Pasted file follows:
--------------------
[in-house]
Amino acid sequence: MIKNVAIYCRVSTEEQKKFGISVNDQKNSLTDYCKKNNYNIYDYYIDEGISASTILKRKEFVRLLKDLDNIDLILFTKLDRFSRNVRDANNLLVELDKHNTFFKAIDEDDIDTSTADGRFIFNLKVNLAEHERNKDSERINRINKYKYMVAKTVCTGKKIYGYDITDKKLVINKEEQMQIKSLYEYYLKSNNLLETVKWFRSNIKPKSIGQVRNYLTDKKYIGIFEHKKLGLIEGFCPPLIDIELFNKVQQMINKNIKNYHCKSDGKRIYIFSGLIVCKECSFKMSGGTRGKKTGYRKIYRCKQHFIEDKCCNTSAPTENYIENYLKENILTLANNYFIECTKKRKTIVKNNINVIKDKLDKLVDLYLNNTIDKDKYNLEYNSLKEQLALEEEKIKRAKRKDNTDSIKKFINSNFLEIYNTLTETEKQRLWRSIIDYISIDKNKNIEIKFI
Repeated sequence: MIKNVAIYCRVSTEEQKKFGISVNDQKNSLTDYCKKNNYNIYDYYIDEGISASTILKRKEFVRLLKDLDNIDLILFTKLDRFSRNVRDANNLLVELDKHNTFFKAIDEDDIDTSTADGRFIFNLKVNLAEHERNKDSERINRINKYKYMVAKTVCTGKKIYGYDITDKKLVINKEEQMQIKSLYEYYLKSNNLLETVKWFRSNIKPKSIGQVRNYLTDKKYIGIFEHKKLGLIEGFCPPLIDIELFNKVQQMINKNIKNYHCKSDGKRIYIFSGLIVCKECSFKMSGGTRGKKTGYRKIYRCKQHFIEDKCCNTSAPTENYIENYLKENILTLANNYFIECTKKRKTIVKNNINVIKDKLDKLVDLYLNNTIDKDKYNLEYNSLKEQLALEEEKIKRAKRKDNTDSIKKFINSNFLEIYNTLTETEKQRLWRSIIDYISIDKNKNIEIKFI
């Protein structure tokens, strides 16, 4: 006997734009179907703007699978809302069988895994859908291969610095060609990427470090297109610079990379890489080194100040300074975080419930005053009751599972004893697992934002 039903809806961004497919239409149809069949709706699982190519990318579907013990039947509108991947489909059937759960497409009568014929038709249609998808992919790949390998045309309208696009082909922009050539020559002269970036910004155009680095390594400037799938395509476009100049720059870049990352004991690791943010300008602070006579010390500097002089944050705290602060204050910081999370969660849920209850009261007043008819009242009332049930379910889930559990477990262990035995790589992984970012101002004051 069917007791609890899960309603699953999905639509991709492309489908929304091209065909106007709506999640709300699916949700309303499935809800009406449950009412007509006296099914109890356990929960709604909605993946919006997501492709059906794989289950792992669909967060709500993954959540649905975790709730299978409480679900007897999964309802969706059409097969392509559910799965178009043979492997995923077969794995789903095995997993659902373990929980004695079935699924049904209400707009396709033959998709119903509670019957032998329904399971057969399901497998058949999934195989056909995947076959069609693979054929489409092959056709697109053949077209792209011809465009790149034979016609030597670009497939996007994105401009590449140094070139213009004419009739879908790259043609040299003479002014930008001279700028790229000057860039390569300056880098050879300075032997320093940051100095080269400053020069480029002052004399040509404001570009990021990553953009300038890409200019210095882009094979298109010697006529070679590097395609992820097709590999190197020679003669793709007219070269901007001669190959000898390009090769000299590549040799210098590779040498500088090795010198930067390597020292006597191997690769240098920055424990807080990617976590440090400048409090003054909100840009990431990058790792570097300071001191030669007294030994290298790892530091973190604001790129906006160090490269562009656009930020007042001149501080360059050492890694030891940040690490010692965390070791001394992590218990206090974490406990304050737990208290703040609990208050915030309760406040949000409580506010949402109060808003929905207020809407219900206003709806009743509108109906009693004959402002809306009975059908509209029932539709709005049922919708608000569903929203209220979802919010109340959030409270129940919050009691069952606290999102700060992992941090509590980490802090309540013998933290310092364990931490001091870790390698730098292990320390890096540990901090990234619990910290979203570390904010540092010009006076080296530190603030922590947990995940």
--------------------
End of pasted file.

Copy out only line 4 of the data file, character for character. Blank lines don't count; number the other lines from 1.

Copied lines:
């Protein structure tokens, strides 16, 4: 006997734009179907703007699978809302069988895994859908291969610095060609990427470090297109610079990379890489080194100040300074975080419930005053009751599972004893697992934002 039903809806961004497919239409149809069949709706699982190519990318579907013990039947509108991947489909059937759960497409009568014929038709249609998808992919790949390998045309309208696009082909922009050539020559002269970036910004155009680095390594400037799938395509476009100049720059870049990352004991690791943010300008602070006579010390500097002089944050705290602060204050910081999370969660849920209850009261007043008819009242009332049930379910889930559990477990262990035995790589992984970012101002004051 069917007791609890899960309603699953999905639509991709492309489908929304091209065909106007709506999640709300699916949700309303499935809800009406449950009412007509006296099914109890356990929960709604909605993946919006997501492709059906794989289950792992669909967060709500993954959540649905975790709730299978409480679900007897999964309802969706059409097969392509559910799965178009043979492997995923077969794995789903095995997993659902373990929980004695079935699924049904209400707009396709033959998709119903509670019957032998329904399971057969399901497998058949999934195989056909995947076959069609693979054929489409092959056709697109053949077209792209011809465009790149034979016609030597670009497939996007994105401009590449140094070139213009004419009739879908790259043609040299003479002014930008001279700028790229000057860039390569300056880098050879300075032997320093940051100095080269400053020069480029002052004399040509404001570009990021990553953009300038890409200019210095882009094979298109010697006529070679590097395609992820097709590999190197020679003669793709007219070269901007001669190959000898390009090769000299590549040799210098590779040498500088090795010198930067390597020292006597191997690769240098920055424990807080990617976590440090400048409090003054909100840009990431990058790792570097300071001191030669007294030994290298790892530091973190604001790129906006160090490269562009656009930020007042001149501080360059050492890694030891940040690490010692965390070791001394992590218990206090974490406990304050737990208290703040609990208050915030309760406040949000409580506010949402109060808003929905207020809407219900206003709806009743509108109906009693004959402002809306009975059908509209029932539709709005049922919708608000569903929203209220979802919010109340959030409270129940919050009691069952606290999102700060992992941090509590980490802090309540013998933290310092364990931490001091870790390698730098292990320390890096540990901090990234619990910290979203570390904010540092010009006076080296530190603030922590947990995940």